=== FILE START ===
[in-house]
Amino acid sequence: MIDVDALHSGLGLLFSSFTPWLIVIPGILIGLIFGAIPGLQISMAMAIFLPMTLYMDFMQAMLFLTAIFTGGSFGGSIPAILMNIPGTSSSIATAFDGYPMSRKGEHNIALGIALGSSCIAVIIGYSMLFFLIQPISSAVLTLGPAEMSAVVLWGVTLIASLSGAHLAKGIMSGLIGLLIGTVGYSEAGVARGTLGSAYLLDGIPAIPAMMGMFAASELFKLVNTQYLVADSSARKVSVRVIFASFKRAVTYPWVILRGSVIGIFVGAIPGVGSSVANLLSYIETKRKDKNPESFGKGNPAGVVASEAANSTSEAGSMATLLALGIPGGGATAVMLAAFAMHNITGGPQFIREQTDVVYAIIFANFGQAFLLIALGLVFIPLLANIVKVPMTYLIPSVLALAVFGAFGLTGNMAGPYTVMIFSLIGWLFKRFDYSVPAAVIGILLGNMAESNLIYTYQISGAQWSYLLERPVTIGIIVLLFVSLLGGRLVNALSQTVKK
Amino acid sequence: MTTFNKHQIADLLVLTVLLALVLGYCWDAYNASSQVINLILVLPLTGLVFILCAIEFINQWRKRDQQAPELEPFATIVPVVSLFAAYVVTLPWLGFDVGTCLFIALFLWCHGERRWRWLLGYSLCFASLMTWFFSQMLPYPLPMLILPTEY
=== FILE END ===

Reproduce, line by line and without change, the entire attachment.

[in-house]
Amino acid sequence: MIDVDALHSGLGLLFSSFTPWLIVIPGILIGLIFGAIPGLQISMAMAIFLPMTLYMDFMQAMLFLTAIFTGGSFGGSIPAILMNIPGTSSSIATAFDGYPMSRKGEHNIALGIALGSSCIAVIIGYSMLFFLIQPISSAVLTLGPAEMSAVVLWGVTLIASLSGAHLAKGIMSGLIGLLIGTVGYSEAGVARGTLGSAYLLDGIPAIPAMMGMFAASELFKLVNTQYLVADSSARKVSVRVIFASFKRAVTYPWVILRGSVIGIFVGAIPGVGSSVANLLSYIETKRKDKNPESFGKGNPAGVVASEAANSTSEAGSMATLLALGIPGGGATAVMLAAFAMHNITGGPQFIREQTDVVYAIIFANFGQAFLLIALGLVFIPLLANIVKVPMTYLIPSVLALAVFGAFGLTGNMAGPYTVMIFSLIGWLFKRFDYSVPAAVIGILLGNMAESNLIYTYQISGAQWSYLLERPVTIGIIVLLFVSLLGGRLVNALSQTVKK
Amino acid sequence: MTTFNKHQIADLLVLTVLLALVLGYCWDAYNASSQVINLILVLPLTGLVFILCAIEFINQWRKRDQQAPELEPFATIVPVVSLFAAYVVTLPWLGFDVGTCLFIALFLWCHGERRWRWLLGYSLCFASLMTWFFSQMLPYPLPMLILPTEY